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Vicksburg weekly herald. (Vicksburg, Miss.) 1868-1883, December 25, 1869, Image 1

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Persistent link: https://chroniclingamerica.loc.gov/lccn/sn87090488/1869-12-25/ed-1/seq-1/

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Vol. V.
Vicksbur?, Mississippi, Saturday Morning December 25. 18C9.
J At. SI. IWOBDI, Fabllahar.
W.W. K. SFKAHS, Editor.
at Year, li Adraaoe SIO 00
:i Month, la AilTanca, S W
mo Month, ia Advance 1 W
rne Tor, la AdTanoe, W M
ill MontoAj la AdTanoe,
I 5
Square Si - 4
i 1.7.1 5
iw I
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If column
t Ml. 18 IS
I V ID ll
9 SO 14
10 16 MM
11 i S M
II Ifii M M
I4 0UM 40
It V 9S 4S
1 Km 40 M
1 00 44 ; 4
II Wi M ;
so uuoo 70
Ml M
it m
m im
US ! 11
las ' sm
1B ; ShS
St . Ill 1 184 I tm
5S i 110 1 ! SS
SO' 140
100 i 1M I MS
1M ' IIS SS4
1 I W4 1 4JS
tft I 44S
140 trO
f Square
i Square,...
S Square,,...
I Square, ..
I Square,...
S Square,.
li Column,...
fl so
4 00
s is
1 K
9 00
17 00
M 00
SO 00 1 50
Uomptete Job OBee and Book Bindery
Trsulaat adTwtltsmsau auit a paid la
, Regular advertUeaeaU mmt be paid at
t fee ezplretlea of each month. HonerecelTed
xcopt on the condition!.
Erery-othea-day adTertHemeuti charged
two-thlrd of Um rate for erer day adver-lUcmtats.
Ton line Xonpartel (54 ol an inch ipaee)
constitute! eaquare; teraa wordi comtltute
a line, and adtortiiers eaa alwayt tell the
amount te (end by calculating according to
ttla icale.
TwenlT-Be per cent, additional to dally
ratal for luertiaf aUtertUcmenU la both
Dally and Weelly.
Fifty per neat, additional for tnrertiaf
adterUtemanU or notice! In Special Notice
Column. ,
Editorial notice to adrertiietaenti twenty
e oeaU per line for each insertion.
Fifty per cent, additional lor double-col
Obltuarlea and Funeral Xotloea tame aa
ten lTertljemn4.
Fifty per cent.' ait-lltlenal tor adrertlte
ent tt balolt on M or Sd page.
' Fire Companies, Churltablo and Mutual
.'enoflt Secletlci half price.
Lctteavon Uiulnex ronnootaS with thla
DOU. ibouid le aildreuod to
s. n. swords.
Vloktbnrg, Via.
Riad the babblings of a brute
the senseless jargon of a fool ; the
loathesome utterances of a political
prostitute; the foul and rotten
mouthlngsof aliarai they appear
in the following article from the
Philadelphia Bulletin :
It is stated that John C. Breckin
ridge called at the White House
yesterday, to pay bis respecta to
President Urant Fortunately 1
was not a vlstors' days, and the fol
law found the door closed in hie
face. Barefaced impudence ex
hausted itself in this performance
of the perjured Vice-President If
there were any difference's in the
shades of moral turpitude that
blackened the names of the leaders
of the rebellion, that of John C.
Breckinridge is darker than those
of Deris. Lee and all the rebel con-
dare beside. A special oath wae
resting upon bis conscience,
and a special act of disgraceful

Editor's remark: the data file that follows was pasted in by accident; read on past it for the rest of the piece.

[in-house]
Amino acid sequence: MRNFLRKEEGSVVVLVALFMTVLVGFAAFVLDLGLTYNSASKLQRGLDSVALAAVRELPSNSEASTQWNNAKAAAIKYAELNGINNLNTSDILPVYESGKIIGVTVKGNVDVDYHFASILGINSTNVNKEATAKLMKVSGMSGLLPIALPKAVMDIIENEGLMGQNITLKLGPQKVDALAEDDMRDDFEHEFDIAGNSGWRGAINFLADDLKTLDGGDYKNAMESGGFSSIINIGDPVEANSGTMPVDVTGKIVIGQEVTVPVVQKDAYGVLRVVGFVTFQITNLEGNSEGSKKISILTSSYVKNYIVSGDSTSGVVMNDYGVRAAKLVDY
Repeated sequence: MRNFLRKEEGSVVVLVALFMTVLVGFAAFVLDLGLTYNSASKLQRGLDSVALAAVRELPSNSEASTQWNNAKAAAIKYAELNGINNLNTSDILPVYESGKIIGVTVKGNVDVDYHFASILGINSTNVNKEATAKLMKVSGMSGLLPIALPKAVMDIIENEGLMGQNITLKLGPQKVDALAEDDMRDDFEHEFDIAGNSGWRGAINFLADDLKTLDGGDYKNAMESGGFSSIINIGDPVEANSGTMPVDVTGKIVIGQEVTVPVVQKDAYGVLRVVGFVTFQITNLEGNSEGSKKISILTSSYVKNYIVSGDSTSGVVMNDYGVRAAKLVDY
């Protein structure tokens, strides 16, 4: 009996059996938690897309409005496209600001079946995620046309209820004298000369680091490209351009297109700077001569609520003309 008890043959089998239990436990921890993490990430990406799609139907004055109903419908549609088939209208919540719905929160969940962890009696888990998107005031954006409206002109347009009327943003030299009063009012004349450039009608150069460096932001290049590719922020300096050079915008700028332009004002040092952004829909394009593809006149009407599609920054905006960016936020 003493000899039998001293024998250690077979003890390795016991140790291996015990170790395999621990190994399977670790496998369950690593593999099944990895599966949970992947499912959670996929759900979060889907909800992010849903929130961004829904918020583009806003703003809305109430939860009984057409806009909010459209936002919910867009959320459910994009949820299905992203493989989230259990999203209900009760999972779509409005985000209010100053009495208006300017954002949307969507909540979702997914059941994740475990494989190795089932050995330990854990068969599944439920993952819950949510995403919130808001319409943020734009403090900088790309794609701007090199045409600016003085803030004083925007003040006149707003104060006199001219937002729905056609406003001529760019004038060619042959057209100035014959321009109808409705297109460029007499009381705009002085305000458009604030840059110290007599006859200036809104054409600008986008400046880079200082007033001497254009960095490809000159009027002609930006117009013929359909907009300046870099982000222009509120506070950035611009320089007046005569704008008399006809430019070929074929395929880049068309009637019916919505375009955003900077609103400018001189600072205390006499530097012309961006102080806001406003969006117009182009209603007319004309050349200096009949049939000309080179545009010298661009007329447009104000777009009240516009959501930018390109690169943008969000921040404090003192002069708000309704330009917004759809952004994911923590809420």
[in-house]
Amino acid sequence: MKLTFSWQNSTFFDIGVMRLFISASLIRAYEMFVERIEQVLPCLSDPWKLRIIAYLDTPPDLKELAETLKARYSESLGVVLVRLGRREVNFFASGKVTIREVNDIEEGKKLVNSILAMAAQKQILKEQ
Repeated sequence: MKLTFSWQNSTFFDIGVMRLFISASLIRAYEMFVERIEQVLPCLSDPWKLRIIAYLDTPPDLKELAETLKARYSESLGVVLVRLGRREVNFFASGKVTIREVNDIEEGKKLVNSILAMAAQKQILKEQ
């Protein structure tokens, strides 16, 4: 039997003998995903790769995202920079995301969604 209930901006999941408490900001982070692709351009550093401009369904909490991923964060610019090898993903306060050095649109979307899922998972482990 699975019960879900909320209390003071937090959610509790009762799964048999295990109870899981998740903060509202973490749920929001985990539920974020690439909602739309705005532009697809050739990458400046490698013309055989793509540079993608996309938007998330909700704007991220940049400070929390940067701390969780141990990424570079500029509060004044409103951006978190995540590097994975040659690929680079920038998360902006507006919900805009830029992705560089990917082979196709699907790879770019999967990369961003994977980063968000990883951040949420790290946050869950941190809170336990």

perjury wae needed before he
could lend his aid to destroy the
Union. Bot the oath wu nothing
to him, and the crime or special per
iurr wae an easy one to him.
Higher in office than any other who
participated In the wickedness of
the rebellion, bis lau was deeper,
and bis disgrace darker and more
enduring. But the treachery ol
Andrew Johnson bears itsleglti-
mate fruits, and the honors paid by
that poor apotlate to the crimo of
treason, bare been graciously ac
ceuted ercn by Breckinridge, an
the unrepentaut traitor and rebel
walks coolly up to tbo White
House to pay his respects to honest
Ulysses b. urant, as ir no were i
gentleman and had a right to bo re
ccivcd as sucii.
A popular negro preacher In
Kentucky is losing his audiences
from tlio superstition which at
laches to him as au unlucky man
Once ho was blown up by the ex
plosion of a can of powder;
again, his church was struck by
ightning during services; and a
few days ago the lloor fell in and
killed several of tho audience
"Something wrong, sure," they
The immaculate North, puro,
loyal and undefiled is blest with a
most progressive spirit Grand,
bold and startling originality
looms like a mighty scientific
planet before the wondering gaze
of tho world. The peoplo of the
South are disloyal, outside bar
barians, fit. only to be ground and
pulverized in some huge and mer
ciless reconstruction mill. And
while this elegant bit of amuse
ment is encouraged here, the
magnificent North revels in its
bold conceptions : delights in its
grand originality. A few of its
features would not be uninterest
ing to the reader. It is in that
electable locality that, that moral
ulcer Frecloveism flourishes and
blooms in such delightful luxuri
ance. It is there that three rever
end gentlemen of undoubted stand
ing in society and unbounded in
fluence, sanction, by all the forms
and ceremonies peculiar to the
church, such unholy aUianco as
that of the libertine Richardson,
with the seduced wife of McFar
land. It is there that infanticide
is discussed and commented upon
with that nonchalance which
familiarity with the observance of
the hideous custom alone can give
There it is that maniacha